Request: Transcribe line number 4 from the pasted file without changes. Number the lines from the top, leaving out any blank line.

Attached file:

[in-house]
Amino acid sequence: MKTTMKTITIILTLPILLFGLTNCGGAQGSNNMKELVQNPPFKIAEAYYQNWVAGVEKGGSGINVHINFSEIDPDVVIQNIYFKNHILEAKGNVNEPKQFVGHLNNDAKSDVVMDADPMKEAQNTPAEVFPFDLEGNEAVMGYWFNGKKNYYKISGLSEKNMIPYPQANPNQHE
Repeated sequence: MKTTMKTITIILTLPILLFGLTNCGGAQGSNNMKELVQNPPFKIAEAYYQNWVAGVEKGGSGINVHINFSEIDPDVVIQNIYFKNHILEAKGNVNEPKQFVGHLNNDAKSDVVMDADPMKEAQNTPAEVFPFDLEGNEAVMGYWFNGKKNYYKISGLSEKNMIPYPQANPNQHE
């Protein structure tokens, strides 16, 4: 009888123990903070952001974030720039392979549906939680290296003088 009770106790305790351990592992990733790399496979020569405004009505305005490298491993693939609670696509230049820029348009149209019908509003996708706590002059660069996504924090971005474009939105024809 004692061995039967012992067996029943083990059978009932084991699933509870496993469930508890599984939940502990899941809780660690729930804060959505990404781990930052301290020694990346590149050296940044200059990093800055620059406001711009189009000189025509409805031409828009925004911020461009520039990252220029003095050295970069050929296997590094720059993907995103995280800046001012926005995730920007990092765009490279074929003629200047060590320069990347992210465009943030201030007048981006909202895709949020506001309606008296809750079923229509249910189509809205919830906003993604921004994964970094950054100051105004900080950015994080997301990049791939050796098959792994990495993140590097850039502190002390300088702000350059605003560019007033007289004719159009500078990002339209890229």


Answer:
């Protein structure tokens, strides 16, 4: 009888123990903070952001974030720039392979549906939680290296003088 009770106790305790351990592992990733790399496979020569405004009505305005490298491993693939609670696509230049820029348009149209019908509003996708706590002059660069996504924090971005474009939105024809 004692061995039967012992067996029943083990059978009932084991699933509870496993469930508890599984939940502990899941809780660690729930804060959505990404781990930052301290020694990346590149050296940044200059990093800055620059406001711009189009000189025509409805031409828009925004911020461009520039990252220029003095050295970069050929296997590094720059993907995103995280800046001012926005995730920007990092765009490279074929003629200047060590320069990347992210465009943030201030007048981006909202895709949020506001309606008296809750079923229509249910189509809205919830906003993604921004994964970094950054100051105004900080950015994080997301990049791939050796098959792994990495993140590097850039502190002390300088702000350059605003560019007033007289004719159009500078990002339209890229």